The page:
Others will argue, with greater cogency, that we prevent young men and women from sinning. Relationships that begin when couples are younger, or friendships that start outside the framework of parental supervision, can induce or lead to inappropriate behavior. That possibility is undoubtedly true, but can be rectified by applying a novel concept called “self-control,” which in any event is the hallmark of the Torah Jew. We do not tell people to avoid The Home Depot even if one wants to buy a hammer lest he shoplift some nails, nor do we admonish others not to shop in Pathmark because one might be led to sin by the aroma of non-kosher foods. Self-control and discipline are routine components of the life of a Jew. And, even granting that “there is no guardian for promiscuity,” it should still be feasible for a young man to talk to or display his personal charms to a woman without assaulting her.
     Sad to say, there is a promiscuity problem, even among some of our high school youth and certainly in college, that cannot be swept away. It can be resolved if parents take responsibility and sit down with their sons and teach them how to respect women – and sit down with their daughters and teach them how to respect themselves.
    Something is not normal, and against human nature as Chazal perceived it, for men to be so diffident, so timid, so Ohn-like, and sit back comfortably relying on others to procure them dates. Young men who would not allow others to choose for them a lulav and etrog do not hesitate to delegate others to find them a spouse. This also unduly delays their fulfillment of the commandment of Pru u’rvu (procreation). And something is not normal, and frankly, unfair, that young women have to sit by the phone for weeks and months waiting to be contacted by agents. As well-meaning as the system intends, it must be demeaning and deflating – worse than even the rejection that happens after casual encounters.
    What is the solution, or the other option? For those people currently of age and in the system, or for communities that would accept only the shidduch­-system, there is no other solution but to redouble our efforts. They will reap the reward, and also, sadly, the misery of those who choose to be passive in life. Obviously, unmarried men and women should be seated together at weddings to facilitate more natural, pressure-free encounters; it is so obvious, it is surprising that it is even debated.
    But for younger people today – say, older teens – there has to be a better way. The paradigm of “don’t smile/talk/socialize/date” until one is ready for marriage constricts the capacity of our young people to assume responsibility for their own lives. Many will disagree with me, even among my colleagues, but if we wish to minimize the heartbreak of so many of our young people, we must find healthy ways of encouraging interaction between teenagers – in shuls, in schools, in youth groups. We have to de-stigmatize self-help and personal initiative. For example, at a shul Kiddush, it should not be construed as abnormal or off-putting if a young man approaches a young woman who has caught his eye, and asks her name, and “would you like a piece of kugel?” That should be normal; at one point, that was darko shel ish. Indeed, that should be even more normal among people of marriageable age, and would consign the shidduch­-system to its appropriate b’diavad status, for people who have not been able to meet on their own. Perhaps the young woman whose lament was featured above should take similar initiatives as well.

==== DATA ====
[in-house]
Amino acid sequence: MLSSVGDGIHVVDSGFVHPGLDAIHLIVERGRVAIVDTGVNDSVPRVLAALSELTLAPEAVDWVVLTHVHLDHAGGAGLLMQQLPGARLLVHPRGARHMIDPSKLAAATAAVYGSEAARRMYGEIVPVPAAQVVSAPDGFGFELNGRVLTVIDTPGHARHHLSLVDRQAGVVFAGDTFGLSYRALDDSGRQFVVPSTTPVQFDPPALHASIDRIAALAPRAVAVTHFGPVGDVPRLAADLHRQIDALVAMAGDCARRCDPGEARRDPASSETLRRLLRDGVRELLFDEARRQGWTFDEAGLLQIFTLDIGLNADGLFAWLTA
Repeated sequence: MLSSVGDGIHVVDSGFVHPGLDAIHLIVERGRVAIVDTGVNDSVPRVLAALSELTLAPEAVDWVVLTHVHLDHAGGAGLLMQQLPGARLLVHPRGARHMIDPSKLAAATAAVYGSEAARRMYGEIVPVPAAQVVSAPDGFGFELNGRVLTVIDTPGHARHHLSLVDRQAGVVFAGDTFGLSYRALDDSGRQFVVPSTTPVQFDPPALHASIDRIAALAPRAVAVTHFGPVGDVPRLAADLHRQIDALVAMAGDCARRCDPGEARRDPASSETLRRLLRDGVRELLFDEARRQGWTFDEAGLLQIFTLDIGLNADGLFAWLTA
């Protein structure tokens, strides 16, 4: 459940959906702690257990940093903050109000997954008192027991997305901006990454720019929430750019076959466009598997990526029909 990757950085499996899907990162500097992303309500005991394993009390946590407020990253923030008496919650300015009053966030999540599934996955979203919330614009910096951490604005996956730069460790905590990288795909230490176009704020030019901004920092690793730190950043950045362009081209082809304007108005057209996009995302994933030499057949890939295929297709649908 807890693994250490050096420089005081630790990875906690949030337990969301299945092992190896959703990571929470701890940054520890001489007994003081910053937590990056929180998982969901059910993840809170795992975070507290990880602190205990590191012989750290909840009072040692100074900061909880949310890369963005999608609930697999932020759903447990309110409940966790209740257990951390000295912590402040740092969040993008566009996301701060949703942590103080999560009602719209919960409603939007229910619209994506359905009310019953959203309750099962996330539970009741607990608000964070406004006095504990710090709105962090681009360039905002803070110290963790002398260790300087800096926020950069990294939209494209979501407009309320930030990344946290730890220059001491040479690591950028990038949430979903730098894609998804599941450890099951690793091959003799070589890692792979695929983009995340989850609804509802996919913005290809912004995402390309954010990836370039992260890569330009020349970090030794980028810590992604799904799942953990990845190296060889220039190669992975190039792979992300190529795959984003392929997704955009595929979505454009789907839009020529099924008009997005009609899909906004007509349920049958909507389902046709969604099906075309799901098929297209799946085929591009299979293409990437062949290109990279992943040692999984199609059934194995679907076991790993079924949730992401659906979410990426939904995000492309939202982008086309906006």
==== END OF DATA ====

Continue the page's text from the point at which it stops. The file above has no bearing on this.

Dating at too young an age is certainly problematic, but teenagers who learn to socialize in groups demystify the opposite sex and learn appropriate boundaries, communication skills and modes of interaction. Such contact makes males more sensitive, and helps them learn at an early age that a young woman is not a shtender, in the Steipler’s elegant phrase, or a vehicle for their own gratification, in the modern lexicon. It certainly helps prepare a couple for marriage if they know each other longer than three weeks or three months, and the recent spate of broken engagements and early divorces in the Jewish world would tend to confirm that. And conversely, the plethora of recent weddings of couples in our community who know each other for years would corroborate that as well.